It’s been one long con – and the Holden saga is still throwing up a dust cloud as we spin our wheels over the cultural shock of the car maker’s exit.
Re-reading an InDaily story from mid-2010 reveals some perspectives worth re-visiting.
One is that the political commitment to subsidising car production has been a spectacular failure.
Secondly, the “Aussie icon” imagery is a mirage.
Thirdly, the coming shockwaves from job losses in the next four years is a gross over-statement.
READ MORE: Richardson on the political fallout from the Holden closure.
Let’s start with the third perspective. In 2010 we reported that Holden’s move to a new small car platform to run alongside the Commodore platform would re-invigorate the slow erosion of jobs at Holden.
In the story it’s noted that in 2009, Holden employed more than 3,200 people at Elizabeth.
It now employs 1670; so the level of job losses at Holden due in the progressive closure in the next four years has actually occurred in the previous four years.
While there has been an increase in unemployment in SA in the last two years, most of those Holden lost jobs appear to have been absorbed into the economy with few micro-economic shock waves.
The second perspective is the cultural one and it goes back to the interview we did with Holden boss Mike Devereux in June 2010.
The Detroit-based owners of Holden have been playing the Aussie imagery for years and much of it has been based on similar American nationalism campaigns.
As Devereux revealed that day, Holden’s Aussie-ness is just a bit of ol’ American apple pie.
When he sat down for a chat with local media, he asked about the culinary notion of a party pie (which the PR staff had laid out as Holden’s thrifty lunch item).
He was proudly told by one of the motoring writers that the pie, like the Holden, was part of Australian culture.
“The jingle was football, meat pies, kangaroos and Holden cars,” said the proud Aussie hack.
Devereux recognised the jingle immediately.
“Was that your version of baseball, hot dogs, apple pie and Chevrolet?” he asked.
It turned out that the Aussie Holden jingle imprinted on our psyche was an old ad for the General Motors Chevrolet; it was conceived in 1974 and a couple of years later, re-written for use Down Under.
And finally, let’s review the perspective of the political promise and miracle subsidies.
Most journos who have been around for more than a decade can reel off the succession of “we’ve signed the deal and saved thousands of jobs – it’s all good from here” media events featuring Ministers, auto executives and smiling workers.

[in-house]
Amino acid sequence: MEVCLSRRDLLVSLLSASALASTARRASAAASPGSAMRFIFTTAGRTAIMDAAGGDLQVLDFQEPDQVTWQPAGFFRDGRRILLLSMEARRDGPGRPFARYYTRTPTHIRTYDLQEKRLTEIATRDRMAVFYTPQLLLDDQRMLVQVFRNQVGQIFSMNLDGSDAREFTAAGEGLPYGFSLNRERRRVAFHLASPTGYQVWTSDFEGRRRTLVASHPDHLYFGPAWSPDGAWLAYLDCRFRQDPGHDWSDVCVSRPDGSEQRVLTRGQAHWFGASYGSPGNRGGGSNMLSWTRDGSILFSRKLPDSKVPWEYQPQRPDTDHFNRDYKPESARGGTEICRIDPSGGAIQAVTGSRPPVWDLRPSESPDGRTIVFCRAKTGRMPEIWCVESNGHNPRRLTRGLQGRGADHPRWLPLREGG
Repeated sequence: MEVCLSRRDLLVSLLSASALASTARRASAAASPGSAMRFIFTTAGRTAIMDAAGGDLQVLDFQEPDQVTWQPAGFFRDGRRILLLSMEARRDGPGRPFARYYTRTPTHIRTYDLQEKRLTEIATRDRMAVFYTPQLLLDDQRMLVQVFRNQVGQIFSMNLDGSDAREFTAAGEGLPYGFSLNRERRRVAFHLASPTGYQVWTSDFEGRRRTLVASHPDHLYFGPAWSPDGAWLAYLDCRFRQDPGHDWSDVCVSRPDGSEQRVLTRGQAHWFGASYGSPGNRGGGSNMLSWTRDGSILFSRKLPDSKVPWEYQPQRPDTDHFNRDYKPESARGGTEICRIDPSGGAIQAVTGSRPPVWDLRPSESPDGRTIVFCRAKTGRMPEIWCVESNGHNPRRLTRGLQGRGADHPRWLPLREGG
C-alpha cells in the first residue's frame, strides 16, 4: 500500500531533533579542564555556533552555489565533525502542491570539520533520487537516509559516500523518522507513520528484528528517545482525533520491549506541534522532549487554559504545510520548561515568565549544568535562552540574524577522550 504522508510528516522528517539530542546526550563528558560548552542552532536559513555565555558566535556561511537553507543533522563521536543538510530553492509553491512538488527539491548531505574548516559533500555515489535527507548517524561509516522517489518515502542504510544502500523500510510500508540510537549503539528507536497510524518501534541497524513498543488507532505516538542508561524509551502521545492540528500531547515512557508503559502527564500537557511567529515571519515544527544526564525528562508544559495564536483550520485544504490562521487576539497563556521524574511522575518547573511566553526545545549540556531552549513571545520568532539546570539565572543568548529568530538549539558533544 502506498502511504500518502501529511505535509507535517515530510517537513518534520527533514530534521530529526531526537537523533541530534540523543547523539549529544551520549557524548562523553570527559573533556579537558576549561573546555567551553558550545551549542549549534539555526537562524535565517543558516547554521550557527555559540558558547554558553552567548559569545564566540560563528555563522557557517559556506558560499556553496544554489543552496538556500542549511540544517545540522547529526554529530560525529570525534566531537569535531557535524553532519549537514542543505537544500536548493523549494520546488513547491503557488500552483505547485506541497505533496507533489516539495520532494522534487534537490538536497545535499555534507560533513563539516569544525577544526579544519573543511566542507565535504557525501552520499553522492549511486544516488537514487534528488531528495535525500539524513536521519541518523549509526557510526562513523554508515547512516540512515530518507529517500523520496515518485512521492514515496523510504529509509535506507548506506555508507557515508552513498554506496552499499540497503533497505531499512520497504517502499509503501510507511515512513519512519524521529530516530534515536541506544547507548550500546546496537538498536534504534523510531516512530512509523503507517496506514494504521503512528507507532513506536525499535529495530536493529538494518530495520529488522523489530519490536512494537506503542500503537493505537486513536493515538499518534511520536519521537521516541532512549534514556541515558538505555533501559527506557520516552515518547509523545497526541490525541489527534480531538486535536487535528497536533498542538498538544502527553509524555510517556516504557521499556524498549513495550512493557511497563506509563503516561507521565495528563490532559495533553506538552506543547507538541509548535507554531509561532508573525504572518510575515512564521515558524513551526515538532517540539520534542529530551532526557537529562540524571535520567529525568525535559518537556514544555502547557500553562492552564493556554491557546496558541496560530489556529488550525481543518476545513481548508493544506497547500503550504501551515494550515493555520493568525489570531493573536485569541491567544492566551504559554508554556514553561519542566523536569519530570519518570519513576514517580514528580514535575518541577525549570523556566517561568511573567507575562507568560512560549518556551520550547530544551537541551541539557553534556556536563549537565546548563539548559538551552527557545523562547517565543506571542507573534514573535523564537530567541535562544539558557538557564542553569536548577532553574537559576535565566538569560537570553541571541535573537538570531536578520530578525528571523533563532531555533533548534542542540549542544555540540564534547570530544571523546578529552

There was the day they got the workers at Mitsubishi to throw their hats in the air in joy at the tens of millions handed over to save the Tonsley plant.
It had closed before the hats landed.
The most recent was the March 2012 effort at Holden where Federal Industry Minister Kim Carr joined with Mike Devereux and Jay Weatherill for another “we’re saved” event. The money was never paid and Holden actually sacked a few hundred workers shortly after.
In 2009 then-State Treasurer Kevin Foley raved about the prospects of selling thousands of Holden Caprice V-8s to US police forces.
Devereux cleared that up in 2010: “It was never going to happen last year; tenders don’t open until October this year.”
The mass-Caprice export thing never happened – and a quick look at how the US was planning to move out of its financial mire made it clear they wouldn’t be paying people in Australia to make US cop cars en masse.
Federal Industry Minister Kim Carr (again) had also used the Caprice cop car story when he justified government assistance to the industry in October 2009.
“The tender for the police car is going very, very well,” Carr told media at the time.
One of the biggest spins of the period was that of former Premier Mike Rann in August 2009.
He said he was “confident GM would agree to manufacture an electric version of the Holden small car at its Elizabeth plant”.
His confidence was based on a decision in December 2008 by the Rudd and Rann governments for a $179 million co-investment agreement for Holden to build an all-new, fuel-efficient, low-emission small car in Australia, “supporting up to 1200 jobs immediately”.
Production of the Cruze started a few years later – but the jobs never came and the electric version remained a fantasy.
In the years since that $179 million deal, the subsidies got bigger – and the workforce kept getting smaller.
Holden’s asking price to stick around kept increasing.
The new Federal Government had made it clear that it didn’t accept the premise that a company that had been steadily reducing its workforce while increasing its demands for subsidies, was worth the money.
Holden then did that it has been doing for four years – and announced a four phase out of the remaining 1,670 jobs.
In a suitable twist to last week’s drama, Holden insiders told media that the Holden brand would eventually be dumped in favour of the Chevrolet.
And so it was that the “baseball, hot dogs, apple pie and Chevrolet” conversion to “football, meat pies, kangaroos and Holden cars” was reversed.
Finally, it’s worth recalling this statement from Mike Devereux on that day in June 2010: “We are in the business of designing, building and selling the world’s best vehicles and Adelaide is one of only seven locations where we do all of those things. Holden is here to stay.”
No you don’t and no you’re not.
The cultural con will soon be gone.
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